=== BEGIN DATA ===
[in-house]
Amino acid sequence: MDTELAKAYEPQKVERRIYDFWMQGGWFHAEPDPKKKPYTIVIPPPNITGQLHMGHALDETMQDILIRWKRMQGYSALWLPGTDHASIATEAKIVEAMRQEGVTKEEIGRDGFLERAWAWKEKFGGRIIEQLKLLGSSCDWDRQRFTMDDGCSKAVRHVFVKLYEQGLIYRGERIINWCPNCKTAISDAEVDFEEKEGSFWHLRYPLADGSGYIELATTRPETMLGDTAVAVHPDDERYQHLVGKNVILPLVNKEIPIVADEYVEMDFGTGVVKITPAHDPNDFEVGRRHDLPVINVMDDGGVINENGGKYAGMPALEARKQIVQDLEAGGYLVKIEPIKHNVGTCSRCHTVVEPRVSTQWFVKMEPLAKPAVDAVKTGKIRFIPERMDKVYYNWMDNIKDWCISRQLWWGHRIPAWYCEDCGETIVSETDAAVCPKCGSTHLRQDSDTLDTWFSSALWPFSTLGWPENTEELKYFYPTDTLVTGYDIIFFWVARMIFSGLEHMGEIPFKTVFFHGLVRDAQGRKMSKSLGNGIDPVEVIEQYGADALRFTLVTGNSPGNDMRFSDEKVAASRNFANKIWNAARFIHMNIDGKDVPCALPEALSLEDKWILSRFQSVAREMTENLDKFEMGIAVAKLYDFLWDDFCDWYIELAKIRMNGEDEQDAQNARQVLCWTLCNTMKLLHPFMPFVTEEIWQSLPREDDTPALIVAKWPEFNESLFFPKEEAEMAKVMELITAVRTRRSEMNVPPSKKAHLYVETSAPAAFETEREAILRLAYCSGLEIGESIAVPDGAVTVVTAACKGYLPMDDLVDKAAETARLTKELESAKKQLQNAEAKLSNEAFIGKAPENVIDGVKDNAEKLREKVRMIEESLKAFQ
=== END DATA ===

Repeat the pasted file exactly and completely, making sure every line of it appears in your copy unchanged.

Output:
[in-house]
Amino acid sequence: MDTELAKAYEPQKVERRIYDFWMQGGWFHAEPDPKKKPYTIVIPPPNITGQLHMGHALDETMQDILIRWKRMQGYSALWLPGTDHASIATEAKIVEAMRQEGVTKEEIGRDGFLERAWAWKEKFGGRIIEQLKLLGSSCDWDRQRFTMDDGCSKAVRHVFVKLYEQGLIYRGERIINWCPNCKTAISDAEVDFEEKEGSFWHLRYPLADGSGYIELATTRPETMLGDTAVAVHPDDERYQHLVGKNVILPLVNKEIPIVADEYVEMDFGTGVVKITPAHDPNDFEVGRRHDLPVINVMDDGGVINENGGKYAGMPALEARKQIVQDLEAGGYLVKIEPIKHNVGTCSRCHTVVEPRVSTQWFVKMEPLAKPAVDAVKTGKIRFIPERMDKVYYNWMDNIKDWCISRQLWWGHRIPAWYCEDCGETIVSETDAAVCPKCGSTHLRQDSDTLDTWFSSALWPFSTLGWPENTEELKYFYPTDTLVTGYDIIFFWVARMIFSGLEHMGEIPFKTVFFHGLVRDAQGRKMSKSLGNGIDPVEVIEQYGADALRFTLVTGNSPGNDMRFSDEKVAASRNFANKIWNAARFIHMNIDGKDVPCALPEALSLEDKWILSRFQSVAREMTENLDKFEMGIAVAKLYDFLWDDFCDWYIELAKIRMNGEDEQDAQNARQVLCWTLCNTMKLLHPFMPFVTEEIWQSLPREDDTPALIVAKWPEFNESLFFPKEEAEMAKVMELITAVRTRRSEMNVPPSKKAHLYVETSAPAAFETEREAILRLAYCSGLEIGESIAVPDGAVTVVTAACKGYLPMDDLVDKAAETARLTKELESAKKQLQNAEAKLSNEAFIGKAPENVIDGVKDNAEKLREKVRMIEESLKAFQ